Funkwhale has been going for a few years now, and what started out initially as a small, personal project managed by one person has grown into quite a large platform which is deployed by multiple individuals across the world. Over the years we've had quite a few contributions from various people, ranging from code submissions to community support, documentation to evangelism. But as the project grows, we would like our community contributions to increase as well.
Managing a software project of this size is difficult, and without a healthy core of contributors adding to it the bus factor can become a major problem. A lot of the software has been written by a single person or a small number of people, which creates a bottleneck that can slow things down quite badly.
I've decided to write this post as somebody who entered the project a little bit later on but has stuck around and really found the experience rewarding. Participating in a sizeable software project such as Funkwhale can seem daunting at first, but I'd like to assure everyone that it is a very welcoming project run by people who love to receive suggestions, contributions, and support from as many people as they can. Given our anti-meritocratic stance, we believe in encouraging people to get involved, helping them achieve what they've set out to achieve, and ultimately grow alongside us.
For any contributions mentioned below, our code of conduct must be adhered to in order to ensure a safe and equal space for all people to express themselves in.
Funkwhale is split up into multiple parts:
- The web app - written in Vue.JS
- The API - written in Django and Python
- The documentation - written in reStructuredText using Sphinx
We also have a few additional projects that we support:
All components are freely licensed and hosted on our Gitlab, so feel free to take a look!
When looking at a software project, it's easy to think that knowledge of programming languages and software development are necessary for contributing. But software development relies on contributions from many different people with a multitude of skills. We need designers, translators, advisors, promoters, developers, community supporters, and users to keep our world turning. Any bit of time and expertise that you can lend would be greatly appreciated.
Our issues list contains a number of issues and suggestions that have been raised by users of the software. While the plan is to get around to them all in time, it may be that you have something in particular you'd like to try and fix or implement. We welcome any attempts to address the issues in this list, and are happy to provide guidance and critique to contributions made.
If you have an idea for new features, we'd love to hear it. Proposals for improvements and especially merge requests suggesting implementations of these features are a great addition to the project.
As individuals, our vision of things can be quite narrow. We appreciate people challenging the ideas set out in the project and presenting alternatives/improvements based on their experiences as this ultimately helps things evolve in a more holistic way.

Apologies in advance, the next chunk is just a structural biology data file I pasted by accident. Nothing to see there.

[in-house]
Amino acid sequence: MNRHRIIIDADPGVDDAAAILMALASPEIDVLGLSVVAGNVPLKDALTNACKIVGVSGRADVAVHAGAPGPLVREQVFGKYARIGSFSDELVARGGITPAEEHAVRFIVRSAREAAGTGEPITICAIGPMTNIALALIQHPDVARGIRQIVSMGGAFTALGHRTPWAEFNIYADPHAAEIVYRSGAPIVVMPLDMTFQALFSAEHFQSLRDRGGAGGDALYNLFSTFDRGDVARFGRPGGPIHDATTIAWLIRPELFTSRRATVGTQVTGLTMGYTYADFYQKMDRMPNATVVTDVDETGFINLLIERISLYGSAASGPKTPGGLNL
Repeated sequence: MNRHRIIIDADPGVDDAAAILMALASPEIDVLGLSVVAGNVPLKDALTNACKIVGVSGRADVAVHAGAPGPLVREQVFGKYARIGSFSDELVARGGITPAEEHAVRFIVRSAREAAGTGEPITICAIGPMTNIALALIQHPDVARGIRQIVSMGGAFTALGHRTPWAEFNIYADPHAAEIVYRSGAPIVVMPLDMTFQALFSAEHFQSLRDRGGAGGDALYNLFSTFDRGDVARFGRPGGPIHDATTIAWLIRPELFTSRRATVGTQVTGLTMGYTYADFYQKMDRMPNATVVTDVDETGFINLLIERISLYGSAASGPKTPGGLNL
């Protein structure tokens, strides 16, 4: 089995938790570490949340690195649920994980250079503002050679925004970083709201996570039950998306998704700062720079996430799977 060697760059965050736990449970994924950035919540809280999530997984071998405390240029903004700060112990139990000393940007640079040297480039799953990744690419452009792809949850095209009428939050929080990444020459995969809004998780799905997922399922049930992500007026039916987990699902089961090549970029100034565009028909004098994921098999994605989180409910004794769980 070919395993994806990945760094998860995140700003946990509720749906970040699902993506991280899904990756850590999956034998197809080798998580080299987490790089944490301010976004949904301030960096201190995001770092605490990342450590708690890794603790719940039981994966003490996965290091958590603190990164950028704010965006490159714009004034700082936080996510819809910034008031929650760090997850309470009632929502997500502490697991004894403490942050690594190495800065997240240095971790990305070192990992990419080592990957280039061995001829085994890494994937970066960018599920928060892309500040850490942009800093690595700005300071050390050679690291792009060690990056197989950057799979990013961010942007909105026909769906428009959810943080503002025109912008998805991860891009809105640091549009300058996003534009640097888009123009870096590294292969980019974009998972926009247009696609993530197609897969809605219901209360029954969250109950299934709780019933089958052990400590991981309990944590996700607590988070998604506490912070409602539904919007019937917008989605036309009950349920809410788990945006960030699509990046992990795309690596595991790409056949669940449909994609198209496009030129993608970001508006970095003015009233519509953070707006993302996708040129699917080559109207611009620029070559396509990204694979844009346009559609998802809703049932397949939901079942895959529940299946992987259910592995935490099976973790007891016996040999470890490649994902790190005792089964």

Publicity is the lifeblood of any project. Software doesn't exist in a vacuum, and without users it simply ceases to matter at all. One thing we would love to see more of is people expressing their opinions about the project, talking about how they use it and what they think of it. The more people get excited about using the software, the bigger the content-base grows and the better the experience is for everyone.
We want to make Funkwhale accessible to users across the world, but to do so we need native speakers to translate the project into their language. At the moment we have had translations in 28 different languages contributed. If you would like to add yours to the list, or would just like to help improve what's already there, please see our page on translating Funkwhale.
If you use Funkwhale either as an administrator/pod owner or a user, you may be able to help out others with issues they're facing. Our forums and chatroom are places where people can raise questions and seek help, and having more people around to answer them is always a bonus.
"It's buggy"... It's software
All software has bugs, but until we know about them, we can't fix them. Bug reports and suggestions for fixes are a great way to get started with helping out on the project. From spelling mistakes to CSS glitches, all the way up to full-blown errors, bug fixing is one of the most useful contributions we could ask for. If you think you can fix something, give it a go! We're always happy to review and give advice if necessary.
Last, but certainly not least, Funkwhale thrives on people using it. Use it to publish that podcast you've been planning, or that song you've been writing. Share your work with others across the fediverse to enrich the tapestry of content we're weaving together. We want people to listen to you, and we want you to let us help with that.
Share this blog with anyone you think might be interested, and we hope to hear from some of you soon!